It is not clear what the explanation for the exceptional behaviour of these two parameters may be, but it is more important to focus on the considerable degree of overlap between the findings from this study and previous work. The study also found evidence to suggest that verbs may end in obstruents more often than nouns

The verb network including specific verbs, phonologically partly specific subschemas, and the phonologically maximally abstract super-schema

Figure 2. The verb network including specific verbs, phonologically partly specific subschemas, and the phonologically maximally abstract super-schema

do, which awaits confirmation in future research not only research on production but also on corpora and comprehension data.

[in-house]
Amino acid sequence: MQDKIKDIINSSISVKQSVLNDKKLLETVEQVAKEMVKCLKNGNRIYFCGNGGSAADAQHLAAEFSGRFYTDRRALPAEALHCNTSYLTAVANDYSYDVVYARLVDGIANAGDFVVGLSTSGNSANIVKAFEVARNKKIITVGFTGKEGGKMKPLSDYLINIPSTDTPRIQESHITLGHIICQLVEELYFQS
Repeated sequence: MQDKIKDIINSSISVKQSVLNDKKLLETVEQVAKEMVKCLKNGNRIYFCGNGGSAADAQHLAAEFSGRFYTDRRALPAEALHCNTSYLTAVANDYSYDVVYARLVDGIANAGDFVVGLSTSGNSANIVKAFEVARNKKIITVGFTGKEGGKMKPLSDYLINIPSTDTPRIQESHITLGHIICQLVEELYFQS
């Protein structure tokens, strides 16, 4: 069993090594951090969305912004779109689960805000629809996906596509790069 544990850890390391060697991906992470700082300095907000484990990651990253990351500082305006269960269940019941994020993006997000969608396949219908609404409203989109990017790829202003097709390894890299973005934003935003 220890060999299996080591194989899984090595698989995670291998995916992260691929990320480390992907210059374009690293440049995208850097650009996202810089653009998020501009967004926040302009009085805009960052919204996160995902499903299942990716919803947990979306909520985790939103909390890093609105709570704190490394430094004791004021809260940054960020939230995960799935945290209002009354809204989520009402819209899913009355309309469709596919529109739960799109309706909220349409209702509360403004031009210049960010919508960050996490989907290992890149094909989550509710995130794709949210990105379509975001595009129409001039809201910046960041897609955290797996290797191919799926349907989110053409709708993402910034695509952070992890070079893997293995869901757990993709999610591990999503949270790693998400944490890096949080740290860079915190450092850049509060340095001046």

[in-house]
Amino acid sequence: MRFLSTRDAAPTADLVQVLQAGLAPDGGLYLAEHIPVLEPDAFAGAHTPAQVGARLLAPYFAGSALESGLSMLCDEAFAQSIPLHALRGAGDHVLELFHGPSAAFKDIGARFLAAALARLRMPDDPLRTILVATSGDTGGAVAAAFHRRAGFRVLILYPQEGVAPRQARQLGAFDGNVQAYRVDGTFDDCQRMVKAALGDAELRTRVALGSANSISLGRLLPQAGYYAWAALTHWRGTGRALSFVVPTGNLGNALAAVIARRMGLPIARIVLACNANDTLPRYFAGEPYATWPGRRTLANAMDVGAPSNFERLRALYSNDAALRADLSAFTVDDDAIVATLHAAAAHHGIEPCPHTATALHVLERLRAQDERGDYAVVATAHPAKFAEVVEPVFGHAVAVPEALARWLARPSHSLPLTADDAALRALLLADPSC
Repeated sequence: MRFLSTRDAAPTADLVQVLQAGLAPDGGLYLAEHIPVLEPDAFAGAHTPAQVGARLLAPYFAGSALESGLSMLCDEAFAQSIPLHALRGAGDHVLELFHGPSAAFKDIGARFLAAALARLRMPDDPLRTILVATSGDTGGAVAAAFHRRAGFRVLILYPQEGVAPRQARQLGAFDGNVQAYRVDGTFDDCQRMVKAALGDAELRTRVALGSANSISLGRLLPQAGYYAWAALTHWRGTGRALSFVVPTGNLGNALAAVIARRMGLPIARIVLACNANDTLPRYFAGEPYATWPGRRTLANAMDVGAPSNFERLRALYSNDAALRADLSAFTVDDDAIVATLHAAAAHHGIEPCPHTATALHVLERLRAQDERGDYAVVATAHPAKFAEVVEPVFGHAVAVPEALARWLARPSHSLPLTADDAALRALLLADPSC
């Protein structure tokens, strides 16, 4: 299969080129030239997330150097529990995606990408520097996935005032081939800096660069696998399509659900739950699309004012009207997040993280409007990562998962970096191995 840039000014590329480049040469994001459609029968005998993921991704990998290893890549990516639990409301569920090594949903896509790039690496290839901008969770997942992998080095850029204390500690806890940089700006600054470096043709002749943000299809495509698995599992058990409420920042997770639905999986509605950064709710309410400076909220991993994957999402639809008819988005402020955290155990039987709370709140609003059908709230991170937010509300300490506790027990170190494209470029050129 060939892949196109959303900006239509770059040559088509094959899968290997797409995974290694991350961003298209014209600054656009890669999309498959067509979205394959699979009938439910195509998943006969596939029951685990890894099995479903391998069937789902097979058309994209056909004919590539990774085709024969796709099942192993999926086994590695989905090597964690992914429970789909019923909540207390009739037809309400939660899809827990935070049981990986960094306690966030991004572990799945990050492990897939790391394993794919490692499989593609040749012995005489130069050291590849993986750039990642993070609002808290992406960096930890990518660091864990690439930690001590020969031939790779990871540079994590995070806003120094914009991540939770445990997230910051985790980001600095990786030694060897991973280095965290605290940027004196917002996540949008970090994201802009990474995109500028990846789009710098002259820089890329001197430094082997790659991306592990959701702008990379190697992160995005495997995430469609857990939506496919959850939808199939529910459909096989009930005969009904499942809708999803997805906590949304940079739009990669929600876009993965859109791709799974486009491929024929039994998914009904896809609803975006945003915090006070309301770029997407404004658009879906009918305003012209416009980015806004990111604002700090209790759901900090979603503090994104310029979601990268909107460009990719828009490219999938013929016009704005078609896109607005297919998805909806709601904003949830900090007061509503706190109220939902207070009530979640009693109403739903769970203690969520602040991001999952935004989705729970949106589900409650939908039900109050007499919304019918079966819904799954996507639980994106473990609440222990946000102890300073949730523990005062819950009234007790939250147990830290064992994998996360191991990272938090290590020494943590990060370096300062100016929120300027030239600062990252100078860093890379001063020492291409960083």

In terms of a usage-based model of the noun and verb categories, then, there is clear converging evidence that phonological properties should be incorporated. Based on the phonological analysis of nouns and verbs in the CELEX corpus Taylor (2002) proposes that this be done in terms of phonologically partly specific "sub-schemas", i.e. representations that are more schematic than specific nouns and verbs yet less abstract than the "super-schemas" categorising all nouns and all verbs. Inspired by his suggestion, I suggest that my production data yield the subschemas for the category of verbs that are given in Figure 2, below. Of these subschemas, I hypothesise that the leftmost one, representing the prototypical verb as monosyllabic, is especially salient. This is because previous scholarship (e.g. Kelly 1992, 1996; Durieux & Gillis 2001) presents this parameter as particularly robust, which was supported by the statistical evidence found in the present study (see Section 4.1.1, above).[3] The specific verbs in this network are the same ones Taylor uses in his figure (2002: 184), and I also follow his representation of the semantic pole of verbs as '...'. This should not be taken to mean that the sub-schemas and the verb super-schema are semantically empty: the meaning is PROCESS (in Langacker's sense of the term; see Section 2.2.1). More details about the various subschemas are provided by Hollmann (submitted).